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TED2010

Natalie Merchant: Singing old poems to life

February 12, 2010

Natalie Merchant sings from her new album, Leave Your Sleep. Lyrics from near-forgotten 19th-century poetry pair with her unmistakable voice for a performance that brought the TED audience to its feet.

Natalie Merchant - Singer/songwriter
Natalie Merchant's career spans three decades -- as the leader of 10,000 Maniacs and in her own solo work -- of making warmly personal music. Full bio

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Double-click the English subtitles below to play the video.
(Music)
00:16
♫ My age is three hundred ♫
00:20
♫ and seventy-two ♫
00:22
♫ I think with the deepest regret ♫
00:25
♫ How I used to pick up
00:30
and voraciously chew ♫
00:32
♫ the dear little boys
00:35
that I met ♫
00:38
♫ I've eaten them raw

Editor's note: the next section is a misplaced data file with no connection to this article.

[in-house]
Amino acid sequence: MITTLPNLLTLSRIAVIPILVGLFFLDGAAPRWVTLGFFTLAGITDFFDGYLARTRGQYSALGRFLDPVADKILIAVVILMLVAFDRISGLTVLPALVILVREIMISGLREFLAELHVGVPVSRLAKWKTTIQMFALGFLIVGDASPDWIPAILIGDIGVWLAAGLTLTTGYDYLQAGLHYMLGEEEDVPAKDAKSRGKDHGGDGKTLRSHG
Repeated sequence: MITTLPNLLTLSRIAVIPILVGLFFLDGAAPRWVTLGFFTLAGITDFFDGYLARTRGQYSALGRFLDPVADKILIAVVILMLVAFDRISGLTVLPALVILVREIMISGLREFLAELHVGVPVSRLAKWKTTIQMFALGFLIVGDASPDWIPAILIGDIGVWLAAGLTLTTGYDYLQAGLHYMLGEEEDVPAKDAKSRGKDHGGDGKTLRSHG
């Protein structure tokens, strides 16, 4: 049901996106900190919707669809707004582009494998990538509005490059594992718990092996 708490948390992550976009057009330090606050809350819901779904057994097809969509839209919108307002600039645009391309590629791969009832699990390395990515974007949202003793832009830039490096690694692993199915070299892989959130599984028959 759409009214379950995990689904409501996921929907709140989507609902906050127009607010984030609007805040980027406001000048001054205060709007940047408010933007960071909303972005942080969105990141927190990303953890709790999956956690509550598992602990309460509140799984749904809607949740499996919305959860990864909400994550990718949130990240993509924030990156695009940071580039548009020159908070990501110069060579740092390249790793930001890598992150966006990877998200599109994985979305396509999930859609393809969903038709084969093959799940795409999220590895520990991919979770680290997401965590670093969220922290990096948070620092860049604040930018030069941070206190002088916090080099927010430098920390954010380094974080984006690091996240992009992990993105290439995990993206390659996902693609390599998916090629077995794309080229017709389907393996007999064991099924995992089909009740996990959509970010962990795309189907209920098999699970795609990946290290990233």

00:40
in their holiday suits, ♫
00:42
♫ Eaten them
00:45
curried with rice, ♫
00:47
♫ I've eaten them baked
00:51
in their jackets and boots, ♫
00:53
♫ And found them exceedingly nice. ♫
00:56
♫ But now that my jaws
01:01
are too weak for such fare, ♫
01:03
♫ I think it's increasingly rude ♫
01:06
♫ To do such a thing
01:12
when I'm quite well aware ♫
01:14
♫ Little boys do not like
01:17
being chewed. ♫
01:19
♫ Little boys do not like
01:21
being chewed. ♫
01:24
(Music)
01:26
♫ So now I contentedly live upon eels, ♫
02:12
♫ And try to do nothing amiss ♫
02:16
♫ And pass all the time
02:22
I can spare from my meals ♫
02:24
♫ In innocent slumber like this, ♫
02:27
♫ Innocent slumber
02:33
like this. ♫
02:37
(Applause)
02:44
I suppose I owe you an explanation.
02:56
I've been working on a project for the last six years
03:00
adapting children's poetry to music.
03:02
And that's a poem by Charles Edward Carryl,
03:04
who was a stockbroker in New York City
03:07
for 45 years,
03:10
but in the evenings, he wrote nonsense for his children.
03:12
And this book was one of the most famous books in America
03:15
for about 35 years.
03:18
"The Sleepy Giant," which is the song that I just sang,